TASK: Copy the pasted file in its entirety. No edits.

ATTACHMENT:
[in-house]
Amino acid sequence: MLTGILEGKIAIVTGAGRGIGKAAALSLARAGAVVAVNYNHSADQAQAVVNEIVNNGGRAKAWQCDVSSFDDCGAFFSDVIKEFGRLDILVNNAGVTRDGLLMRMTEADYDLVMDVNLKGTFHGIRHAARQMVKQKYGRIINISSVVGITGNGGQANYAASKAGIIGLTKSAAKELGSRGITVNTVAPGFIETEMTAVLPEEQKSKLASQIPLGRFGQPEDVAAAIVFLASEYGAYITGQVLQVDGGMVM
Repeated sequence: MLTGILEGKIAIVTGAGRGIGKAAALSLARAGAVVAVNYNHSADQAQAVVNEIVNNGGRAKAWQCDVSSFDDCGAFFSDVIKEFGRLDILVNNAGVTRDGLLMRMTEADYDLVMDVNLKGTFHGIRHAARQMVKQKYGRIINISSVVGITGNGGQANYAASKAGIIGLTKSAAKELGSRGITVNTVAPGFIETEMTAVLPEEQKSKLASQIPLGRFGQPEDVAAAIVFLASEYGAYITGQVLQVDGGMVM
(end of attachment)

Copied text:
[in-house]
Amino acid sequence: MLTGILEGKIAIVTGAGRGIGKAAALSLARAGAVVAVNYNHSADQAQAVVNEIVNNGGRAKAWQCDVSSFDDCGAFFSDVIKEFGRLDILVNNAGVTRDGLLMRMTEADYDLVMDVNLKGTFHGIRHAARQMVKQKYGRIINISSVVGITGNGGQANYAASKAGIIGLTKSAAKELGSRGITVNTVAPGFIETEMTAVLPEEQKSKLASQIPLGRFGQPEDVAAAIVFLASEYGAYITGQVLQVDGGMVM
Repeated sequence: MLTGILEGKIAIVTGAGRGIGKAAALSLARAGAVVAVNYNHSADQAQAVVNEIVNNGGRAKAWQCDVSSFDDCGAFFSDVIKEFGRLDILVNNAGVTRDGLLMRMTEADYDLVMDVNLKGTFHGIRHAARQMVKQKYGRIINISSVVGITGNGGQANYAASKAGIIGLTKSAAKELGSRGITVNTVAPGFIETEMTAVLPEEQKSKLASQIPLGRFGQPEDVAAAIVFLASEYGAYITGQVLQVDGGMVM